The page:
4. Organoids continue to excite. Grade:  Correct.
  5. Bioheart and some other small stem cell companies struggle. Grade:  Correct.
  6. Stem cell stocks overall have a bad year. Grade:  Unfortunately, generally correct.
  7. Stem cell clinics ever more aggressively use celeb clients for PR and marketing. Why? It is powerful, effective, and essentially free advertising. Grade:  Correct.
  8. More news on human-animal chimeras. Grade:  Correct.
  9. FDA continues its slow-go approach to action on stem cell clinics/unapproved stem cell products. Grade:  Sadly correct.
  10. Pressure from industry and some academics on FDA to not regulate adipose products as drugs and/or to not enforce some other draft guidances including at the public hearing on the draft guidances. Grade:  Correct.
  11. FDA receives increasing public criticism for “slowness” on approving new stem cell therapies including from beyond the stem cell clinic industry. Grade:  Correct.
  12. One or more lawsuits against a stem cell clinic. Grade:  Correct in a big way. E.g. versus U.S. Stem Cell, Lung Institute, and Stemgenex.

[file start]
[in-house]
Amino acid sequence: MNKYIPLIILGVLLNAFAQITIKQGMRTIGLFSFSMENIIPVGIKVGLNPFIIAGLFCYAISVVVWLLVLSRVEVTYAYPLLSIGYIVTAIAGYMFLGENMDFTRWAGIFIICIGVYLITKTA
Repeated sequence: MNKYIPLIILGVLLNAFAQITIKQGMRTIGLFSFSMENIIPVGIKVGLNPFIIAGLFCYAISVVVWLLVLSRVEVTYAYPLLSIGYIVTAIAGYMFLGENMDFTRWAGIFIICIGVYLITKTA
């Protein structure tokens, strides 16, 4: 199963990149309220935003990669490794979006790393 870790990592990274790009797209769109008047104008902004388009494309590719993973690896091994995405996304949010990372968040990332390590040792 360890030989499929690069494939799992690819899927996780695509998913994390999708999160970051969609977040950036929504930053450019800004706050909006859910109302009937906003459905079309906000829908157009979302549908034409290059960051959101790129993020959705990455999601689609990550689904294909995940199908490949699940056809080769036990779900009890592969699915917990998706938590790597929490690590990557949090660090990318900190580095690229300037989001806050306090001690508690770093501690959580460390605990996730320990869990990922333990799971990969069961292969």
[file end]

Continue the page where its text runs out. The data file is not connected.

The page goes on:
13. A new stem cell scandal pops up related to publication issues. Grade:  Correct. You just have to go visit Retraction Watch (e.g. the Spain mess), For Better Science, or PubPeer, and then also see the continuing Macchiarini debacle in particular.
  14. Some hiccups on mitochondrial transfer/3-person IVF in the UK or China. Grade:  Correct. Diseased mitochondrial carry-over and mito-nuclear cross-talk issues have popped up and deserve serious attention. Remarkably, nevertheless UK folks are going forward with it in humans anyway.
  15. The trend last year of increasingly blurred lines between legit research entities such as universities and dubious stem cell enterprises continues. This is worrisome. Grade:  Correct. For instance, see Rasko paper.
  16. Stem cell-derived human germ cells stay in the headlines. This has exciting potential for providing new windows into human development and tackling infertility, but also raises thorny issues such as human genetic modification. Grade:  Correct.
  17. ViaCyte has some big news. Grade: Not yet… 
  18. High-profile developments on veterinary use of stem cells. Grade:  Correct. 
  19. Animal cloning, particularly in China, continues to proliferate. Grade:  Correct.